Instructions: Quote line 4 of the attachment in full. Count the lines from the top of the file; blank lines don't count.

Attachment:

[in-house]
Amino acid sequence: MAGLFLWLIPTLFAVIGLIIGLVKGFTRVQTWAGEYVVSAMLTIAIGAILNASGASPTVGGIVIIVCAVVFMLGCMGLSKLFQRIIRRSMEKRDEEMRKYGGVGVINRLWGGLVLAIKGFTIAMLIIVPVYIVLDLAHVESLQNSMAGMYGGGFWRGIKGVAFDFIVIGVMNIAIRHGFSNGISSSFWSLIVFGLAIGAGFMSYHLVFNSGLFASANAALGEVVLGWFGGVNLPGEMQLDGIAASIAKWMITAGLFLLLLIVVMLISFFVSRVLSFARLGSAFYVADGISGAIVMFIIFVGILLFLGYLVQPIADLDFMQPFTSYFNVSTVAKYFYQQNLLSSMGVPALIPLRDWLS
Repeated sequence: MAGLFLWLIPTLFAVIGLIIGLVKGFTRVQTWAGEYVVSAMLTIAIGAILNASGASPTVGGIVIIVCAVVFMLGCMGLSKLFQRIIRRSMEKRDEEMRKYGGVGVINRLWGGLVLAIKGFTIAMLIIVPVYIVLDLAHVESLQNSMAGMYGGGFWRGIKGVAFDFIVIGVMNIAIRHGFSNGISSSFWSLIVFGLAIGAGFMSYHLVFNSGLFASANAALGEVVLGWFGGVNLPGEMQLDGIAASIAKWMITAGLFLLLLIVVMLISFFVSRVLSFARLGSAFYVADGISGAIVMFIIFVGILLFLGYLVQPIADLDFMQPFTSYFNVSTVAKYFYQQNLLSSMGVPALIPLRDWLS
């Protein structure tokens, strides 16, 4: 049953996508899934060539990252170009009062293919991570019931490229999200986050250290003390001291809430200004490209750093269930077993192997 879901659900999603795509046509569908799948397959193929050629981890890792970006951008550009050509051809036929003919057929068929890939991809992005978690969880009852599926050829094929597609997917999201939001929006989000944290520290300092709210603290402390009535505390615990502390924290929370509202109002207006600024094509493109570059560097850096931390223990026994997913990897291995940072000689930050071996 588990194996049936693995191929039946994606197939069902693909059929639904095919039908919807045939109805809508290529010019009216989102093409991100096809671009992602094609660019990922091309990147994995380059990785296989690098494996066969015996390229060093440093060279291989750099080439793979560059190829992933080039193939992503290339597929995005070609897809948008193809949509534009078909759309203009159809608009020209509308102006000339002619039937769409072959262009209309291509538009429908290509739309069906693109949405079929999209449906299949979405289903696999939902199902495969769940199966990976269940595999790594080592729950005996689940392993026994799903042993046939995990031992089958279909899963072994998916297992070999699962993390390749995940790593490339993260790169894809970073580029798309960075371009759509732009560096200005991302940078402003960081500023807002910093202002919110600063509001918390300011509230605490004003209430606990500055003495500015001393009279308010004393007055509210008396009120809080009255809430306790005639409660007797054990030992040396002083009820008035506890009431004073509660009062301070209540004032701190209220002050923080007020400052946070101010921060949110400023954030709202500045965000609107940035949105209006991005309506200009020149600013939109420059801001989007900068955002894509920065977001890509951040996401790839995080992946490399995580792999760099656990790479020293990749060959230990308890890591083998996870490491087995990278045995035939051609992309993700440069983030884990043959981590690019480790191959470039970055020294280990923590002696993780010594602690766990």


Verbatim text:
């Protein structure tokens, strides 16, 4: 049953996508899934060539990252170009009062293919991570019931490229999200986050250290003390001291809430200004490209750093269930077993192997 879901659900999603795509046509569908799948397959193929050629981890890792970006951008550009050509051809036929003919057929068929890939991809992005978690969880009852599926050829094929597609997917999201939001929006989000944290520290300092709210603290402390009535505390615990502390924290929370509202109002207006600024094509493109570059560097850096931390223990026994997913990897291995940072000689930050071996 588990194996049936693995191929039946994606197939069902693909059929639904095919039908919807045939109805809508290529010019009216989102093409991100096809671009992602094609660019990922091309990147994995380059990785296989690098494996066969015996390229060093440093060279291989750099080439793979560059190829992933080039193939992503290339597929995005070609897809948008193809949509534009078909759309203009159809608009020209509308102006000339002619039937769409072959262009209309291509538009429908290509739309069906693109949405079929999209449906299949979405289903696999939902199902495969769940199966990976269940595999790594080592729950005996689940392993026994799903042993046939995990031992089958279909899963072994998916297992070999699962993390390749995940790593490339993260790169894809970073580029798309960075371009759509732009560096200005991302940078402003960081500023807002910093202002919110600063509001918390300011509230605490004003209430606990500055003495500015001393009279308010004393007055509210008396009120809080009255809430306790005639409660007797054990030992040396002083009820008035506890009431004073509660009062301070209540004032701190209220002050923080007020400052946070101010921060949110400023954030709202500045965000609107940035949105209006991005309506200009020149600013939109420059801001989007900068955002894509920065977001890509951040996401790839995080992946490399995580792999760099656990790479020293990749060959230990308890890591083998996870490491087995990278045995035939051609992309993700440069983030884990043959981590690019480790191959470039970055020294280990923590002696993780010594602690766990």